Cybercrime is a major concern for the financial services industry. Cyberattacks hit financial firms 300 times more than other organizations. Why? Because financial data is valuable, and the opportunity is great. Complex financial IT systems create a vast attack surface.


Security breaches continue to grow in both frequency and severity. And US financial firms are highly targeted, accounting for 27% of significant global cyberattacks against financial firms (followed by the UK, Japan, and Russia).


Meanwhile, the associated costs are rising. An Accenture study found that the average annualized cost of data breaches for financial services companies has increased to $18.5 million. The impact on an organization’s reputation is incalculable.


Security risks come throughout the customer journey, from mobile apps to the teller queue to loan origination. As mobile banking has proliferated, customers expect 24/7 access to their banking lives. And yet, 92% of mobile banking apps contain at least one medium-risk security vulnerability according to ImmuniWeb.


Network monitoring simplifies security management
As attacks grow more frequent and dangerous, financial organizations are doubling down their security efforts. Organizations are investing in extended IT infrastructure monitoring to scan for breaches, failures, malware, and other system anomalies. What’s more, they’re adopting tools that can automate security processes – an essential function given the sheer volume of attacks on financial systems.


Attackers won’t stop innovating and searching for new ways into financial networks. But solutions are available to address the pain points financial service IT teams are concerned with most, including:
  • Comprehensive IT monitoring. The ideal system will provide complete observability of your IT infrastructure. Know what devices are present on your network. Everything from servers, routers, cloud devices, applications, and storage systems should be monitored by one tool.

    Clicking on any device should give immediate access to a wealth of related network monitoring settings and reports. Be able to determine the health of any network component and track performance indicators such as bandwidth, latency, availability, and uptime.

  • Intelligent notifications. Look for a robust alert system that immediately flags any concerning activity. Alerts should be customizable and deliverable via various channels (for example email, web, text, Slack, Teams, etc.)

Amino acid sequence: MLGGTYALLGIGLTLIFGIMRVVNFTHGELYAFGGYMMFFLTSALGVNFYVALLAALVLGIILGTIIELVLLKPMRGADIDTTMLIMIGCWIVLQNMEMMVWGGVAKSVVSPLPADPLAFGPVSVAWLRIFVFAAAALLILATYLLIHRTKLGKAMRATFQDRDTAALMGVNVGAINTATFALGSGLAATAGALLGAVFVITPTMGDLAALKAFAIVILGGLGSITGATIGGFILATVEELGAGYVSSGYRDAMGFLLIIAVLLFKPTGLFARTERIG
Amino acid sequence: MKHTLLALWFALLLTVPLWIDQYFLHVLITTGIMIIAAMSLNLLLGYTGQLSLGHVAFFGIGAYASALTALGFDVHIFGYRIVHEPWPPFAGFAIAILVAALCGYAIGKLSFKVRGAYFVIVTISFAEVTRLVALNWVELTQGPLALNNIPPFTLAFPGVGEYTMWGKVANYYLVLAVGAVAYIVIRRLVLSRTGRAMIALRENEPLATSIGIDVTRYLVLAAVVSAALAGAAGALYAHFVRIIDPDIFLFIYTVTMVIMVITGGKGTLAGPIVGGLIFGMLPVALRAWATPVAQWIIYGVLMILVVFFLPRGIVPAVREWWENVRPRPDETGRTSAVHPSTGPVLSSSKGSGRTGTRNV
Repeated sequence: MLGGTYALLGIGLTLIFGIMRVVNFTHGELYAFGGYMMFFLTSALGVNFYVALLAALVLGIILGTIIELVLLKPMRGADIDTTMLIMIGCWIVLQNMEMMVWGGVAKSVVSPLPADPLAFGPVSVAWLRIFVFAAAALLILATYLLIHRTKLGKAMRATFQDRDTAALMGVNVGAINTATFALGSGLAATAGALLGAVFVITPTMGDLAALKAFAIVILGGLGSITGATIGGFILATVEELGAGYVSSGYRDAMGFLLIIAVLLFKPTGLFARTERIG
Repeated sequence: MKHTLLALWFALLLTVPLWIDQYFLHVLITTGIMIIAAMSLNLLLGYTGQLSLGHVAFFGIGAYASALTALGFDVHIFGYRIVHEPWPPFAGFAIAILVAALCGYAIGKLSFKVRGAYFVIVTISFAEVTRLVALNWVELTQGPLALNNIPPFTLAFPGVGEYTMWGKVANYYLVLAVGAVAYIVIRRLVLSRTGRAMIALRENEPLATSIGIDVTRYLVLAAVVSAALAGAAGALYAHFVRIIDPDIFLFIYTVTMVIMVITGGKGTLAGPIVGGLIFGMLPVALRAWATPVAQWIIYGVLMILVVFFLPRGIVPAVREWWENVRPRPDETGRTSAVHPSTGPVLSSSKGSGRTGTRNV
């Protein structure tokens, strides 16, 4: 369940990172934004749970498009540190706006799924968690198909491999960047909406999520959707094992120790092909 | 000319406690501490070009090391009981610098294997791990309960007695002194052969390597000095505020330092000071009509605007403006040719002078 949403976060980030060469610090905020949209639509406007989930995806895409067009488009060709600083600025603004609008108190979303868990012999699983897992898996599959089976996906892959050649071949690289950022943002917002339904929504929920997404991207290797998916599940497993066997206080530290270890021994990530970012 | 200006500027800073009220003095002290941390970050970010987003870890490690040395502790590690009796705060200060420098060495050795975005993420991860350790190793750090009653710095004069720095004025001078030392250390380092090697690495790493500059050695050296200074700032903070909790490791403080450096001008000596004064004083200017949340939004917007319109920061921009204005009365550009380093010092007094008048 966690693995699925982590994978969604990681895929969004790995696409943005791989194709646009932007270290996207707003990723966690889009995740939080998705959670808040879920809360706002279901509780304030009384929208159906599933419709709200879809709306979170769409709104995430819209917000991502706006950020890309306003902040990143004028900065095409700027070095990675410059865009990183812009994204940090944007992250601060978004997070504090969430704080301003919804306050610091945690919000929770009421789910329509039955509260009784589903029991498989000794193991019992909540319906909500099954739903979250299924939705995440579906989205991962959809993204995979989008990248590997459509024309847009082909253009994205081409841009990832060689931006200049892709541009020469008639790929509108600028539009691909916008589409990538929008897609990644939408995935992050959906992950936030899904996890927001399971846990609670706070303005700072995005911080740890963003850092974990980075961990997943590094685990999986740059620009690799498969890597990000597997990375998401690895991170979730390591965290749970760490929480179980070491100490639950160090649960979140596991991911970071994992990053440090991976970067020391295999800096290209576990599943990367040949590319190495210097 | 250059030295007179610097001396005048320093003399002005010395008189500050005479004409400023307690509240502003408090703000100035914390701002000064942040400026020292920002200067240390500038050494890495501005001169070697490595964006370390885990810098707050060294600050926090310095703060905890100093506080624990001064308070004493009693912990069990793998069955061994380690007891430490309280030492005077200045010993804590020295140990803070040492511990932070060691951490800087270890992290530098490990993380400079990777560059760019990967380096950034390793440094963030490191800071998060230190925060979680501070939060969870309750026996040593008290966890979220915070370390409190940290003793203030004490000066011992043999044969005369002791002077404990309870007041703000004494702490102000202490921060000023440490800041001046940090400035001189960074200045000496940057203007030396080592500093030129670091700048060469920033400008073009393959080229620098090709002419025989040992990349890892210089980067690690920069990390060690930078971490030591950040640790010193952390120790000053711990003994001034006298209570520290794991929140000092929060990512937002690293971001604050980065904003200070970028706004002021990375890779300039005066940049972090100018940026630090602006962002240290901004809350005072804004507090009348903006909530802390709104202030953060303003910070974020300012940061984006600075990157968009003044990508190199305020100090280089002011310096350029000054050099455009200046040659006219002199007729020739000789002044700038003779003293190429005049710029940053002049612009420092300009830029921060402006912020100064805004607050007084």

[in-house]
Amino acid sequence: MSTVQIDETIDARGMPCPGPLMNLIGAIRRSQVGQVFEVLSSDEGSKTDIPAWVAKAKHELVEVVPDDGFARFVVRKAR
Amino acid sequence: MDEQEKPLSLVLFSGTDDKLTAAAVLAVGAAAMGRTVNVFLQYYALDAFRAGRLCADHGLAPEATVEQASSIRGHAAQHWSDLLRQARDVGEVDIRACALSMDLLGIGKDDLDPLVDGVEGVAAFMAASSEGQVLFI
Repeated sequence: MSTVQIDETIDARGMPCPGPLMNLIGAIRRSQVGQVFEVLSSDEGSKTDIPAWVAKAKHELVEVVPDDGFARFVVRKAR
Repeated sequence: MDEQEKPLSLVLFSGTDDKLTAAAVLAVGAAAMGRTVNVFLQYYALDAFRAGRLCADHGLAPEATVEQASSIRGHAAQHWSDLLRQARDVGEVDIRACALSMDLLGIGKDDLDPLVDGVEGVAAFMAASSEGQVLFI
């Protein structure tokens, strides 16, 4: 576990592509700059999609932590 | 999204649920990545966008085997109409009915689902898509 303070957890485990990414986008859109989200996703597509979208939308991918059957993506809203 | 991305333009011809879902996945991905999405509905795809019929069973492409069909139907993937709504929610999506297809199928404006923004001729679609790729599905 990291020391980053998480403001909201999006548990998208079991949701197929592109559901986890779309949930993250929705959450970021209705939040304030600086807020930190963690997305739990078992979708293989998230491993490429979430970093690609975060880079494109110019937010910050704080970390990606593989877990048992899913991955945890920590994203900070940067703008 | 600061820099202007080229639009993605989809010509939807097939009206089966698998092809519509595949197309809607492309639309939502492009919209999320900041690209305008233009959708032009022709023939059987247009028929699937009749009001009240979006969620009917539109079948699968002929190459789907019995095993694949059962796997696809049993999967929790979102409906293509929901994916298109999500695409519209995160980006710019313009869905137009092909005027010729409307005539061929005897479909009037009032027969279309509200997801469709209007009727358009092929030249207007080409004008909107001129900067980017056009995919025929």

But too many alerts can overwhelm your IT team. Over a third (37%) of banks receive more than 200,000 security alerts a day, according to research from Ovum. Most of those alerts are irrelevant.

    The right monitoring systems can be set up so that alerts are only issued when someone has to log in and react. What’s more, particularly sophisticated network monitoring solutions can not only identify device dependencies to reduce alert storms but can also implement self-healing actions (like restarting a device) that can resolve network issues without IT intervention.

  • Deep traffic monitoring. Financial organizations need detailed visibility into network traffic to see which users, applications, and devices are consuming the most bandwidth. Unusual usage and activity spikes could point to a security issue.

  • Network configuration. Protect against accidental or malicious network device configuration changes. Be sure your organization gets notifications whenever a configuration changes. Better yet, the system will also allow your organization to set up an action policy that can automate certain actions like running a backup, removing users, or updating firmware.

  • Log management. Monitor logs and set up alerts for meta trends like log volume changes. Filter and archive logs for any retention period to comply with regulatory requirements.
Additional security measures
IT infrastructure monitoring is a financial institution’s core line of defense against cyberattacks. Organizations can use their own pre-set alert policies combined with the power of AI and machine learning to see where attacks are coming from and anticipate issues before there’s a problem.


Another type of monitoring is network Detection and Response (NDR), which examines the flow of traffic within a network. NDR is a multilayered approach to security that harnesses behavior analysis, algorithms, machine learning, baselining, reputational data and more. It can be used to anticipate and automate responses to detected threats that have made it past your perimeter defenses and have begun to deploy within the network.


Of course, network monitoring alone is not the answer. Updated password policies, two-factor authentication, and customer education campaigns play an important role. Meanwhile, employee security awareness training and testing are also critical to keep your organization’s team updated on security threats and their role in prevention.
About Author:
Larry Goldman is the Senior Manager of Product Marketing for the Progress Application Experience portfolio, which includes WhatsUp Gold, Kemp LoadMaster and Flowmon. He’s an accomplished marketing leader with 20+ years in enterprise software, SaaS, services and technical B2B marketing for global organizations.

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